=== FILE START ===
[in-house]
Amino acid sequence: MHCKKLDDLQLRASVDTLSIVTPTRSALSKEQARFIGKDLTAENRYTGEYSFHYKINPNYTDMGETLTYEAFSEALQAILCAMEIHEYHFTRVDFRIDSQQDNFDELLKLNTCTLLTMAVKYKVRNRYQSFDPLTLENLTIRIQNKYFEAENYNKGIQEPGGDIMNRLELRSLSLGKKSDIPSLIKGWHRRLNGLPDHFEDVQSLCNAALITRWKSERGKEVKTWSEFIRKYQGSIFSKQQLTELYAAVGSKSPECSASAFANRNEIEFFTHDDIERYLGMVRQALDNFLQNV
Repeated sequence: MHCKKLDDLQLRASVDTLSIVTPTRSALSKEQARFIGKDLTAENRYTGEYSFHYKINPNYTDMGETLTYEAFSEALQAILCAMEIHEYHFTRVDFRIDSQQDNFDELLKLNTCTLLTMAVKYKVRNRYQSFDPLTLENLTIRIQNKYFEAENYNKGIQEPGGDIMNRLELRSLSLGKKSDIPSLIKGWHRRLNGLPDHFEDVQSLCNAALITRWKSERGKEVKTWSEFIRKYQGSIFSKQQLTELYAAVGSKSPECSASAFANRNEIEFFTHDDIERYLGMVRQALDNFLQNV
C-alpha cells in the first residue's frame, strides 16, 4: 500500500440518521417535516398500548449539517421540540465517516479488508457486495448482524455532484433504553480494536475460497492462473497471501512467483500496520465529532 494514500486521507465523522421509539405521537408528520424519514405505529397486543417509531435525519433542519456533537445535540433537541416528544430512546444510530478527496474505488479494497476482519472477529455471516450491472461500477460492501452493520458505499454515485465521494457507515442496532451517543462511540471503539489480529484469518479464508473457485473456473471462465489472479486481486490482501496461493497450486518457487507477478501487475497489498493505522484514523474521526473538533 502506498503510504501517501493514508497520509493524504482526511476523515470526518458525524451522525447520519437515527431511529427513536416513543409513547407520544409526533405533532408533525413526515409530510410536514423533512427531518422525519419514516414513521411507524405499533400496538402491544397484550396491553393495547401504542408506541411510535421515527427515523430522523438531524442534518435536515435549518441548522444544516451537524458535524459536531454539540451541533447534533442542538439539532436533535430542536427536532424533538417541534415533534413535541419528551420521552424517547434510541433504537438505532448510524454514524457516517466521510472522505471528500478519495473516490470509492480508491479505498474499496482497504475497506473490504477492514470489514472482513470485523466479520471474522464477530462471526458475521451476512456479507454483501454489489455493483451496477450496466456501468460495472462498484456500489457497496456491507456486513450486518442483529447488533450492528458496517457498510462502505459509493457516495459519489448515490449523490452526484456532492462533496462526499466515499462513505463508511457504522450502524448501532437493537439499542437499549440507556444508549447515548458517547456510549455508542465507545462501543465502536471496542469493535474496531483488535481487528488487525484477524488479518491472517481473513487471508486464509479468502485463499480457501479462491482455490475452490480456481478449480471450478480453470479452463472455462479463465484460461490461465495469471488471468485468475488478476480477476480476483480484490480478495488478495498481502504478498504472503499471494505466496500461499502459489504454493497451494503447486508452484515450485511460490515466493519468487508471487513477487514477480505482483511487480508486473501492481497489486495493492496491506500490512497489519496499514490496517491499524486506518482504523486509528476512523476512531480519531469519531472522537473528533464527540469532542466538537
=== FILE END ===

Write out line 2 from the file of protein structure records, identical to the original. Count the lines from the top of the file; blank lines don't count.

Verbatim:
Amino acid sequence: MHCKKLDDLQLRASVDTLSIVTPTRSALSKEQARFIGKDLTAENRYTGEYSFHYKINPNYTDMGETLTYEAFSEALQAILCAMEIHEYHFTRVDFRIDSQQDNFDELLKLNTCTLLTMAVKYKVRNRYQSFDPLTLENLTIRIQNKYFEAENYNKGIQEPGGDIMNRLELRSLSLGKKSDIPSLIKGWHRRLNGLPDHFEDVQSLCNAALITRWKSERGKEVKTWSEFIRKYQGSIFSKQQLTELYAAVGSKSPECSASAFANRNEIEFFTHDDIERYLGMVRQALDNFLQNV